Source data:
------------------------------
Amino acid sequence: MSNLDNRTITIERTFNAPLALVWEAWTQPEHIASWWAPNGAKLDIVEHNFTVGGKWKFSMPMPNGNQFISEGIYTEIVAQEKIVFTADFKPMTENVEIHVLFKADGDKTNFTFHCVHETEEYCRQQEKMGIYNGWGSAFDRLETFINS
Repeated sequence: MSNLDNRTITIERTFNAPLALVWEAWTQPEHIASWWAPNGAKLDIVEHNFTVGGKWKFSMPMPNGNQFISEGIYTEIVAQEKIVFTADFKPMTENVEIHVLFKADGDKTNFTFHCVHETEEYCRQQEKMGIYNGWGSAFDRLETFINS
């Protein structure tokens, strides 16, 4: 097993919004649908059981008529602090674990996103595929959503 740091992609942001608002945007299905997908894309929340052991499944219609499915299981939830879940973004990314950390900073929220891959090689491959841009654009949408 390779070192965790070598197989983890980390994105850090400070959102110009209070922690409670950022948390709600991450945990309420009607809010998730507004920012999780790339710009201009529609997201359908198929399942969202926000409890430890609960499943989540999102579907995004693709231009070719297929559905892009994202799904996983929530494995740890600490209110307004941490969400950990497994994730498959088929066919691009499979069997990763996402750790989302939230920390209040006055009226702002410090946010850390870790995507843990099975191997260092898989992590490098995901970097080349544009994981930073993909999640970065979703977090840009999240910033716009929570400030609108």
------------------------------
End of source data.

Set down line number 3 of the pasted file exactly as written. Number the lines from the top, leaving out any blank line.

């Protein structure tokens, strides 16, 4: 097993919004649908059981008529602090674990996103595929959503 740091992609942001608002945007299905997908894309929340052991499944219609499915299981939830879940973004990314950390900073929220891959090689491959841009654009949408 390779070192965790070598197989983890980390994105850090400070959102110009209070922690409670950022948390709600991450945990309420009607809010998730507004920012999780790339710009201009529609997201359908198929399942969202926000409890430890609960499943989540999102579907995004693709231009070719297929559905892009994202799904996983929530494995740890600490209110307004941490969400950990497994994730498959088929066919691009499979069997990763996402750790989302939230920390209040006055009226702002410090946010850390870790995507843990099975191997260092898989992590490098995901970097080349544009994981930073993909999640970065979703977090840009999240910033716009929570400030609108």